Location: Fatu Hiva, Marquesas
Date: April 28 – May 2
Sailed a relatively pleasant 45 miles from our cozy anchorage on Tahuata to the southernmost island in the Marquesas, Fatu Hiva. It is yet another spiny high island, visible from Tahuata. I wrote ‘sailed’ colloquially. It was upwind, directly upwind, and for the first time since the Bahamas, we plugged along right into the waves and wind.
Pulled into the Baie Hanavave (Baie des Vierges)on the sheltered northwest side of the island and picked a spot to drop anchor. There were about ten boats in the little bay, which went from 15 feet very close to shore, to 300 feet just offshore, to 3000 feet about a mile from shore. The bottom consisted of large stones which the anchor wasn’t pleased about biting into. I wouldn’t be either. I went down and set the anchor by hand while Miranda back Tayrona up to tension the chain and help it dig in, the water silty and dark.
The spectacular part of the anchorage was the view up a canyon carved into the island. Tall spires of exposed rock poked out of the foliage like incisors through green gums. Ah, to come back with a full rack of climbing gear! Through the valley a stiff wind whipped most of the time, sending the boats swinging perplexingly wide on their moorings.
We went in to the tiny town. Kids ran around us and laughed, laden trees dripped fruit, and life itself seemed to creep along without hurry. Most of the days we were in town were weekdays, but all the kids seemed to be outside the school. A guy asked Felix how many papayas he wanted for his shoes. It was impressive what a trading culture the island has. We gave some colored pencils and notebooks to a couple of kiddos for some oranges. Met a man named Christian, a wood and stone carver, who had a pretty wicked cut on his leg from his work. We traded him one of my big squid lures as well as gauze, bandages, and antibiotic ointment and a big squid lure. In return he gave us five big grapefruit and five papayas, and told us the way to the fabled waterfall.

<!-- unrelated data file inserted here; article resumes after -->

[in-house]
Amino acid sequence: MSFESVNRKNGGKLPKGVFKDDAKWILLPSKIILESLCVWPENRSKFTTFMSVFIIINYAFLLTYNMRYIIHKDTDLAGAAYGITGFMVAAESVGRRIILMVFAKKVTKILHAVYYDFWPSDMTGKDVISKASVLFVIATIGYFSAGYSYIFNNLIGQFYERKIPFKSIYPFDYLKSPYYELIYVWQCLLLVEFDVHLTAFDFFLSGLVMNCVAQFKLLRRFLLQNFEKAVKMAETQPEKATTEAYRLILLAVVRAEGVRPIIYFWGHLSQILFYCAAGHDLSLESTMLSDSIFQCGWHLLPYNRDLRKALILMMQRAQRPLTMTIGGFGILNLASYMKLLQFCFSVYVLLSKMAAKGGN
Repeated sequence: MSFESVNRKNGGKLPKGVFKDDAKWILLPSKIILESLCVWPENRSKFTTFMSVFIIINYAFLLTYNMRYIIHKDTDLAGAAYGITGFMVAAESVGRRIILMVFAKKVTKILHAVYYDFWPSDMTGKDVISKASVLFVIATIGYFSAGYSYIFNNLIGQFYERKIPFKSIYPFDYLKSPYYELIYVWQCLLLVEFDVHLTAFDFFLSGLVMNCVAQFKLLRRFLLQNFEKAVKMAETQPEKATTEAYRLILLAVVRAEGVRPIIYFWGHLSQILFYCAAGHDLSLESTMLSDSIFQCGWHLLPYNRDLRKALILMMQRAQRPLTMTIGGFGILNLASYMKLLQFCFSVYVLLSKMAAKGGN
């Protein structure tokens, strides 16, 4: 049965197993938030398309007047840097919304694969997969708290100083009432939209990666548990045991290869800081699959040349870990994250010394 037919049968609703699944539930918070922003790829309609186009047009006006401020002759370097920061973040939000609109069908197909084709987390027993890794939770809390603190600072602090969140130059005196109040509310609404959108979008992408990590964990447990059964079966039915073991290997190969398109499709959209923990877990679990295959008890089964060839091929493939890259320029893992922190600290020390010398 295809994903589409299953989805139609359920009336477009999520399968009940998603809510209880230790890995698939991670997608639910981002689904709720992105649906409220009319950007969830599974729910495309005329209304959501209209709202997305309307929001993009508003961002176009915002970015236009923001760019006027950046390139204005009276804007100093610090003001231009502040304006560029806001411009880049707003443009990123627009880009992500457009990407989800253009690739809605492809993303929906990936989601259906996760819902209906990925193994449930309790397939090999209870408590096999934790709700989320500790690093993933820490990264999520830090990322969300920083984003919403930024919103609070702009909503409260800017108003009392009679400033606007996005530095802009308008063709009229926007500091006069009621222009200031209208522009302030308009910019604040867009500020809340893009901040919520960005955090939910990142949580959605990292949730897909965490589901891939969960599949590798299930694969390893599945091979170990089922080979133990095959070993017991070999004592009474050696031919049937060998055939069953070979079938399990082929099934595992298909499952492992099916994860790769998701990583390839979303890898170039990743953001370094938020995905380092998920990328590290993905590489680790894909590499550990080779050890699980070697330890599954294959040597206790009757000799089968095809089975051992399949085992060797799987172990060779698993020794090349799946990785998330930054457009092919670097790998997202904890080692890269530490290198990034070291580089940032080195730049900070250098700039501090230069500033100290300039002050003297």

The reason for most cruisers to journey to Fatu Hiva is waterfall set back into the jungled hills and the great approach hike. The morning after a quiet night on anchor we followed the breadcrumbs into the hills. The road turns to dirt, turns to two track with waist high grasses bordered by hibiscus, turn to single track footpath through jungle along a steep hillside with stone pile terraces that have enough overgrown moss to be original to an old native ceremonial site. Cairns dotted the way. It really felt like something out of Indiana Jones.
Then the trail spit us out under a 100 meter waterfall, lazily spraying and bouncing water down into a deep, cold pool at the bottom. We had the place to ourselves. We swam, and jumped off the rocks into the pool. A strange sensation of cold returned to our tactile repertoire. We sat on the rocks and ate cheese, crackers, grapefruit, and bananas before the hike home.
That night the wind howled and the boats pinballed around the anchorage like something out of the exorcist. I didn’t sleep much, being ready in most moments to fend off boats or shoals should our anchor cut loose which felt immanent. I don’t give that thing enough credit. The anchor is bomber, but in the morning we decided it was time to roll out. For some strange reason we decided to sail overnight back to Tahuata, so we hung around for the day, which generally has calmer winds than at night.
Took the dinghy out to a nearby point to do some snorkeling. The cliffs rising 300 feet vertically out of the water should have given us a clue that there was no safe haven to anchor, or even anything to snorkel on. We jumped in the water, leaving one boat tender. The rock underwater followed the surface topography. It plummeted away from the surface. In two fin kicks from where the cliff fell into the water, the bottom was out of sight in a formidable, deep deep blue. We chickened out and got out of there. Invited ourselves later on land to the island’s celebration of May Day, a curious mix of Catholic prayers mixed with flowers and native chanting.
Pulled anchor at 10PM and motored out of the windy harbor heading back to Tahuata. Put up some sail but reduced it several times over the next hour. A series of squalls swept over us, kicking winds up to 30+ knots. The full moon helped with the visibility though. Who’s idea was it to night sail there? Bah!